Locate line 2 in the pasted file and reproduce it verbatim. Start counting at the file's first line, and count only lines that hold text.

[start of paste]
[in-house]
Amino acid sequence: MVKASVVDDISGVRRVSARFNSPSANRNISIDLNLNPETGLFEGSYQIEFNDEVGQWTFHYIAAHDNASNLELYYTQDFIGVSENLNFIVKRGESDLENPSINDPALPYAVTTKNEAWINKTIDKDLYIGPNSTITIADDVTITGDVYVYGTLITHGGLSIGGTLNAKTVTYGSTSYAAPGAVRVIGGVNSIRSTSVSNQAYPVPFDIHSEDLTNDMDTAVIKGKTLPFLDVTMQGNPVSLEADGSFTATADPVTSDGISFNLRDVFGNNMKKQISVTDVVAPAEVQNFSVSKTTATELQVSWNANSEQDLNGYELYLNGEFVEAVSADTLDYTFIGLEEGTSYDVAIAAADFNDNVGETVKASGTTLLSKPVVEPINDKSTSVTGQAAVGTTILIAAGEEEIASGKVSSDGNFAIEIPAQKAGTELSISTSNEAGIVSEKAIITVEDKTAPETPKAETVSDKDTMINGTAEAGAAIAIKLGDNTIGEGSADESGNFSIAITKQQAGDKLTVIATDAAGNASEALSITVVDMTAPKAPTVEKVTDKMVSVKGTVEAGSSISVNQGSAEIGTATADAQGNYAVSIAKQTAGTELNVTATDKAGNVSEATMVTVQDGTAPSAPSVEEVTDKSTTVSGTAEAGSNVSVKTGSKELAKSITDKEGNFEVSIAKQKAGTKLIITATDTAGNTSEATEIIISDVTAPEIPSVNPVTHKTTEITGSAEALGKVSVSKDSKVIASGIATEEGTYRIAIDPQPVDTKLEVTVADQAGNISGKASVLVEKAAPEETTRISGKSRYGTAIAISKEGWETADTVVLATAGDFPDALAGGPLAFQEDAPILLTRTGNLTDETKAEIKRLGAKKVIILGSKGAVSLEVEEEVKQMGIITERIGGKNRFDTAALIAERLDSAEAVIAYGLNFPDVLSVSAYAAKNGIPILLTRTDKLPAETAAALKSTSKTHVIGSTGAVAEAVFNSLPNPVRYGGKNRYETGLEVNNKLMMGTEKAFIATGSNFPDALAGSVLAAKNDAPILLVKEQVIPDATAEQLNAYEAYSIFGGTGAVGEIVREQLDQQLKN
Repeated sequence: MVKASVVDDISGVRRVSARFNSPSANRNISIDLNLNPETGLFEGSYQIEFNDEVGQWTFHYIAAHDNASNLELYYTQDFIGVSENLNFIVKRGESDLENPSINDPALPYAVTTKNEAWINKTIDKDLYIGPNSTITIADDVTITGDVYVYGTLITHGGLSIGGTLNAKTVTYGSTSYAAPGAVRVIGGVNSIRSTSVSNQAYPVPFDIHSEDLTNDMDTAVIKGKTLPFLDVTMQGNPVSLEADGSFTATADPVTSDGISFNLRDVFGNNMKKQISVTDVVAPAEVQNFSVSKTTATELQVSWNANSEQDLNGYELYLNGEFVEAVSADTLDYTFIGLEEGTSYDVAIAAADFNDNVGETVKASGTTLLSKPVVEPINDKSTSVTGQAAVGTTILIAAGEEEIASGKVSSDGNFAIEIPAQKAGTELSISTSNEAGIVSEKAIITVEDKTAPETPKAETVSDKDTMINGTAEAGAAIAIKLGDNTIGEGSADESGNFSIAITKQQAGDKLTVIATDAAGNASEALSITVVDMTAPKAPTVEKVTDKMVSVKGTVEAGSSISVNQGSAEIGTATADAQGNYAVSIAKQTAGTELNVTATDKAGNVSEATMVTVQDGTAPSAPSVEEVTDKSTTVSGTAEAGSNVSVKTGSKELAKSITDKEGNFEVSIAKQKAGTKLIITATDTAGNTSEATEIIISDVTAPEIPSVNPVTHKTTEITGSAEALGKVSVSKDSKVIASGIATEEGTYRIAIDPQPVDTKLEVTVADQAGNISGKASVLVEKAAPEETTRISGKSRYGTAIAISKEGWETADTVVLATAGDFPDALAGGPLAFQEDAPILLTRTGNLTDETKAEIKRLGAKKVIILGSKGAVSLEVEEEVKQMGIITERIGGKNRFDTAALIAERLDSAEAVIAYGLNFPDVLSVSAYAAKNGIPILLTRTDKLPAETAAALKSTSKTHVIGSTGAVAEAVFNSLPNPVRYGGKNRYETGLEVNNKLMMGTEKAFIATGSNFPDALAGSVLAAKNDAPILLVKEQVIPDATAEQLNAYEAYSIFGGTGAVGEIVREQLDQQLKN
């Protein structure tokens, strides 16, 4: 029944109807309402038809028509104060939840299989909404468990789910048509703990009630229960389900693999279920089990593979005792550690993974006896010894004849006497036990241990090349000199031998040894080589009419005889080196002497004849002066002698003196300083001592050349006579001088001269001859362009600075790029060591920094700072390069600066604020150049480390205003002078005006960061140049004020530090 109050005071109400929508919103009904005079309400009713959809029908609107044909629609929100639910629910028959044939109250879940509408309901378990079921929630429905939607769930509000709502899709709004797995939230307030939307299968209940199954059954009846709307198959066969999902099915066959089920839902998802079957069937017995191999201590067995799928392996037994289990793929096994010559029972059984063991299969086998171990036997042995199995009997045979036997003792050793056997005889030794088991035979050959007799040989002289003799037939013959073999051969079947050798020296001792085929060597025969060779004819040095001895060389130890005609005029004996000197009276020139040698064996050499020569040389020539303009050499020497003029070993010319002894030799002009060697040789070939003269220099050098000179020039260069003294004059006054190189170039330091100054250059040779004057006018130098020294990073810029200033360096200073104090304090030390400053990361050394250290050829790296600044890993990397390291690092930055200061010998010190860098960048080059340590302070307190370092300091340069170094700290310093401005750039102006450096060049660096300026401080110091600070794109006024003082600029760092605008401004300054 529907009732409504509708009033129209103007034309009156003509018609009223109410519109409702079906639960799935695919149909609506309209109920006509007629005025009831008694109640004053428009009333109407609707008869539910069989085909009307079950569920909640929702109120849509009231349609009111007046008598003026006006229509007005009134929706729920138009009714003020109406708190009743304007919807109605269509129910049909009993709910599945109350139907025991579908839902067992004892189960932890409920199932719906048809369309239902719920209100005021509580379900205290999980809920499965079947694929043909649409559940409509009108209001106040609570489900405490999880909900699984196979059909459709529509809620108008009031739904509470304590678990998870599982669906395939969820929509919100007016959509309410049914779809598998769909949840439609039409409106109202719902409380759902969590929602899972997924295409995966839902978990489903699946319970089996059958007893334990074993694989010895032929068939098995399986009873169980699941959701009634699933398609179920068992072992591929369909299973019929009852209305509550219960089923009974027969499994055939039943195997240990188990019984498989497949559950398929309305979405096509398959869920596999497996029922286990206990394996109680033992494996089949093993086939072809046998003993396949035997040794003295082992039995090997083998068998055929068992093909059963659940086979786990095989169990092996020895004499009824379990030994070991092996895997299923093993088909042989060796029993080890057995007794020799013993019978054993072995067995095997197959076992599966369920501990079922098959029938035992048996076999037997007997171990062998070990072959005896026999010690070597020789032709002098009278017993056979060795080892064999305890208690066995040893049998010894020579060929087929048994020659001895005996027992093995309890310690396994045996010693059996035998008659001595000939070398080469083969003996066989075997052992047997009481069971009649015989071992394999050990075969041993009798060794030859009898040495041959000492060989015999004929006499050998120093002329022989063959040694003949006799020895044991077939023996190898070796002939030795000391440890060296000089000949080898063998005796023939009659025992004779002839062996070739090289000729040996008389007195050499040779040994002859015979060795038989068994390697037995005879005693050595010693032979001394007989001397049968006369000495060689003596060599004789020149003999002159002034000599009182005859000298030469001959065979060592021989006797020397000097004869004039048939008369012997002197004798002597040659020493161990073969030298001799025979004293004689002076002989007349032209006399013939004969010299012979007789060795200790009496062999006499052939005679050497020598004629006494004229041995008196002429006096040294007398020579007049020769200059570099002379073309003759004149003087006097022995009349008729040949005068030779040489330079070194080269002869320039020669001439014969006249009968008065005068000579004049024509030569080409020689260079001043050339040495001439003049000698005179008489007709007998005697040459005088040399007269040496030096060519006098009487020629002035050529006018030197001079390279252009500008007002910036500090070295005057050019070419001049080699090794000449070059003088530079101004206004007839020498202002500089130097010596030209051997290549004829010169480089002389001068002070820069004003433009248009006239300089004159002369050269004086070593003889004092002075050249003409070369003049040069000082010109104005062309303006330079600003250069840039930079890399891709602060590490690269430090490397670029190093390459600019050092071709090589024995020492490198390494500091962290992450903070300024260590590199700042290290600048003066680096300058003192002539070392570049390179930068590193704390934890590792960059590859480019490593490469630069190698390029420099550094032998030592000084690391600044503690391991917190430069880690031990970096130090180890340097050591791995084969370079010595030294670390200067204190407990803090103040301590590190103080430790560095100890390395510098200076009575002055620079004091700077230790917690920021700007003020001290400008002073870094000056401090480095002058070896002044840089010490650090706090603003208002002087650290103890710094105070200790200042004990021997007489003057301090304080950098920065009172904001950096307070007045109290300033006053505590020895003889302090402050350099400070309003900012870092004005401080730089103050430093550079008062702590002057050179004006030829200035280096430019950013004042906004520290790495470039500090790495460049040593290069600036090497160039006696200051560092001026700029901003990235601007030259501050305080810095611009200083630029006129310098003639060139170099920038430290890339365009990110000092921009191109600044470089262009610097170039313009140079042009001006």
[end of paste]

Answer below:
Amino acid sequence: MVKASVVDDISGVRRVSARFNSPSANRNISIDLNLNPETGLFEGSYQIEFNDEVGQWTFHYIAAHDNASNLELYYTQDFIGVSENLNFIVKRGESDLENPSINDPALPYAVTTKNEAWINKTIDKDLYIGPNSTITIADDVTITGDVYVYGTLITHGGLSIGGTLNAKTVTYGSTSYAAPGAVRVIGGVNSIRSTSVSNQAYPVPFDIHSEDLTNDMDTAVIKGKTLPFLDVTMQGNPVSLEADGSFTATADPVTSDGISFNLRDVFGNNMKKQISVTDVVAPAEVQNFSVSKTTATELQVSWNANSEQDLNGYELYLNGEFVEAVSADTLDYTFIGLEEGTSYDVAIAAADFNDNVGETVKASGTTLLSKPVVEPINDKSTSVTGQAAVGTTILIAAGEEEIASGKVSSDGNFAIEIPAQKAGTELSISTSNEAGIVSEKAIITVEDKTAPETPKAETVSDKDTMINGTAEAGAAIAIKLGDNTIGEGSADESGNFSIAITKQQAGDKLTVIATDAAGNASEALSITVVDMTAPKAPTVEKVTDKMVSVKGTVEAGSSISVNQGSAEIGTATADAQGNYAVSIAKQTAGTELNVTATDKAGNVSEATMVTVQDGTAPSAPSVEEVTDKSTTVSGTAEAGSNVSVKTGSKELAKSITDKEGNFEVSIAKQKAGTKLIITATDTAGNTSEATEIIISDVTAPEIPSVNPVTHKTTEITGSAEALGKVSVSKDSKVIASGIATEEGTYRIAIDPQPVDTKLEVTVADQAGNISGKASVLVEKAAPEETTRISGKSRYGTAIAISKEGWETADTVVLATAGDFPDALAGGPLAFQEDAPILLTRTGNLTDETKAEIKRLGAKKVIILGSKGAVSLEVEEEVKQMGIITERIGGKNRFDTAALIAERLDSAEAVIAYGLNFPDVLSVSAYAAKNGIPILLTRTDKLPAETAAALKSTSKTHVIGSTGAVAEAVFNSLPNPVRYGGKNRYETGLEVNNKLMMGTEKAFIATGSNFPDALAGSVLAAKNDAPILLVKEQVIPDATAEQLNAYEAYSIFGGTGAVGEIVREQLDQQLKN